Sunday, July 8, 2012

Having A Unadulterated Passion In A Sex Saturated Society (matthew 5:27-30... It's Life Jim But Not As We Know It... Part 4)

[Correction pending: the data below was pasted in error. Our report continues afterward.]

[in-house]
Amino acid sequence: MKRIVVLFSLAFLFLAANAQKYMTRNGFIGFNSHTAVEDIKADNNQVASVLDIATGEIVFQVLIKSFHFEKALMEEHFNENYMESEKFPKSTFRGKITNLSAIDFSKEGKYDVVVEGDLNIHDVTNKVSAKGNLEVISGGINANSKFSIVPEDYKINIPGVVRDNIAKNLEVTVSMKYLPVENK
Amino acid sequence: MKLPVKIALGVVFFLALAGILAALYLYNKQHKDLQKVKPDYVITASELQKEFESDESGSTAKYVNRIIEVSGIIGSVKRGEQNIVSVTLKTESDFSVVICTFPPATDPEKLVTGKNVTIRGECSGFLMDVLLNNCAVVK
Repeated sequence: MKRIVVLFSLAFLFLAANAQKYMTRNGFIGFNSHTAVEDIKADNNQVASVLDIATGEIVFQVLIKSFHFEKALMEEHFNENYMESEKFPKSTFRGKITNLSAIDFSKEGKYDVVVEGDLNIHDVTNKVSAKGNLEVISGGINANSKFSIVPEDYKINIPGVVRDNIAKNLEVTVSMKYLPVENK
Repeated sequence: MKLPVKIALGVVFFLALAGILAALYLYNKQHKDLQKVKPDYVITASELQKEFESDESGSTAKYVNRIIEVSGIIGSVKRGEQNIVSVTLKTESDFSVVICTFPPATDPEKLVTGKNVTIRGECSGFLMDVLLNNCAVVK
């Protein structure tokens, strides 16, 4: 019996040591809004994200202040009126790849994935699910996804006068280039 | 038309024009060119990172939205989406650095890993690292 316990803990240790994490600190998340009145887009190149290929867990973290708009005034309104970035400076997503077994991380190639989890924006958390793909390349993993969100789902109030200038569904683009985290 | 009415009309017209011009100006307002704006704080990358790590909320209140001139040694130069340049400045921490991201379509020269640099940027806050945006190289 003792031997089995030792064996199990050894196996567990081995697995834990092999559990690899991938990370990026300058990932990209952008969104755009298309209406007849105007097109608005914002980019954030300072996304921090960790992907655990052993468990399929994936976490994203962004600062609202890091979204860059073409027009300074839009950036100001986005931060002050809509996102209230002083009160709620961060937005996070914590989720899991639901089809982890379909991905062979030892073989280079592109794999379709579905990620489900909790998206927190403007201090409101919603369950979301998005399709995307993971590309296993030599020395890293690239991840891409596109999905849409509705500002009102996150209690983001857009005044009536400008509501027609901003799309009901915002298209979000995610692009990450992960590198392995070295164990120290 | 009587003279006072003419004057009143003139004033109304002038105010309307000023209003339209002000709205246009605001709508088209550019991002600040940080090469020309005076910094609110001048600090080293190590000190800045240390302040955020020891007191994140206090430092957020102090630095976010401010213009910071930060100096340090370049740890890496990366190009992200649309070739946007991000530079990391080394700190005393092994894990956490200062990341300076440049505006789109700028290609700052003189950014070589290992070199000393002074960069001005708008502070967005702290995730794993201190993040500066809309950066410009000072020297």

In the book scarlet fields: the combat memoirs of a world war one medal of honour hero, John Barkley gives vivid descriptions of being billeted in French villages and the only young men he sees were minus a limb or blind. There are places round the world today that sadly resemble that. Again as a result of war; men women and children maimed by landmines, or as  I have read recently about  places in Africa where arms and legs are cut off by insurgents to stop men in the villages they attack being able to launch reprisals. It’s barbaric and a crime against humanity.  Jesus is not saying in his teaching about adultery and lust that the kingdom of God should be like those places that the Kingdom should be filled with people who have inflicted such heinous wounds and mutilations on themselves. Using the very over the top graphic language of amputation Jesus calls his disciples to have an unadulterated passion in a sex saturated society the way to achieve that is “not a literal physical self-maiming, but a ruthless moral self-denial”. John Stott wonders if there has ever been a generation in which this teaching of Jesus was more needed or more obviously applicable than our own. How do we deal with it before it causes some real damage in our community.